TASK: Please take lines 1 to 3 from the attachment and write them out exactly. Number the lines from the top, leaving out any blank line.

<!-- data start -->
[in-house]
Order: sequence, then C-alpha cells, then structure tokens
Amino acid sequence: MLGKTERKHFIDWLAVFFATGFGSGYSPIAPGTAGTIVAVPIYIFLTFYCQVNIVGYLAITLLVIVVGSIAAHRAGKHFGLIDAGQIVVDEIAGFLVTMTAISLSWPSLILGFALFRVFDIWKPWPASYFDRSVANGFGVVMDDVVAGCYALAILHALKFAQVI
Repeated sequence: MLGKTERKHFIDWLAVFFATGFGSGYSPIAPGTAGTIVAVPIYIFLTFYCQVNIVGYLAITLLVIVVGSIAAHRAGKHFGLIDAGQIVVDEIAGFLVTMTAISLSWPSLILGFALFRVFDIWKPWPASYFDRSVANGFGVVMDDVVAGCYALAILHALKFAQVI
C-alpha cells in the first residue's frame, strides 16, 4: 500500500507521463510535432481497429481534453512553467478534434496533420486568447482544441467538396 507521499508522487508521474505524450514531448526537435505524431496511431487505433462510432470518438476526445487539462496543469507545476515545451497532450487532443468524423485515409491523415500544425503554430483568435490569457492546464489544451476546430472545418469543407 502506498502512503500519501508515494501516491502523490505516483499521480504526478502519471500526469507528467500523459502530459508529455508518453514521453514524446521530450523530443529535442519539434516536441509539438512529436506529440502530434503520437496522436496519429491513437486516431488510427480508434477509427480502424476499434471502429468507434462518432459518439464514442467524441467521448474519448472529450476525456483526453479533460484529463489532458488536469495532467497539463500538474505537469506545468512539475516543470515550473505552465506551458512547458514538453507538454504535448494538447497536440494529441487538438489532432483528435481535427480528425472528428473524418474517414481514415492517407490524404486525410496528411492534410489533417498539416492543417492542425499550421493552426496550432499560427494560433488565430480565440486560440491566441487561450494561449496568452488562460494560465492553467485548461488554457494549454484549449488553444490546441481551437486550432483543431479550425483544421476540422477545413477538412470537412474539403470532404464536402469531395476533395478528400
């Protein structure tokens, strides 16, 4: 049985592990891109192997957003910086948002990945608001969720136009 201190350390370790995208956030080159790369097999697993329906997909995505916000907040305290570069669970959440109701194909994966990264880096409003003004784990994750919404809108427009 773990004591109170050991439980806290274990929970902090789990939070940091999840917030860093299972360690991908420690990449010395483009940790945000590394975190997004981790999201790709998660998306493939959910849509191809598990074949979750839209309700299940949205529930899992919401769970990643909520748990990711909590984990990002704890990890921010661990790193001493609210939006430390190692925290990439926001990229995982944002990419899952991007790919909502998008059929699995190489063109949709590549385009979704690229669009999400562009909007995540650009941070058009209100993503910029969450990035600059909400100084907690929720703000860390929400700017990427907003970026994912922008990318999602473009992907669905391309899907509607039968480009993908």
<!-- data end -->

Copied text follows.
[in-house]
Order: sequence, then C-alpha cells, then structure tokens
Amino acid sequence: MLGKTERKHFIDWLAVFFATGFGSGYSPIAPGTAGTIVAVPIYIFLTFYCQVNIVGYLAITLLVIVVGSIAAHRAGKHFGLIDAGQIVVDEIAGFLVTMTAISLSWPSLILGFALFRVFDIWKPWPASYFDRSVANGFGVVMDDVVAGCYALAILHALKFAQVI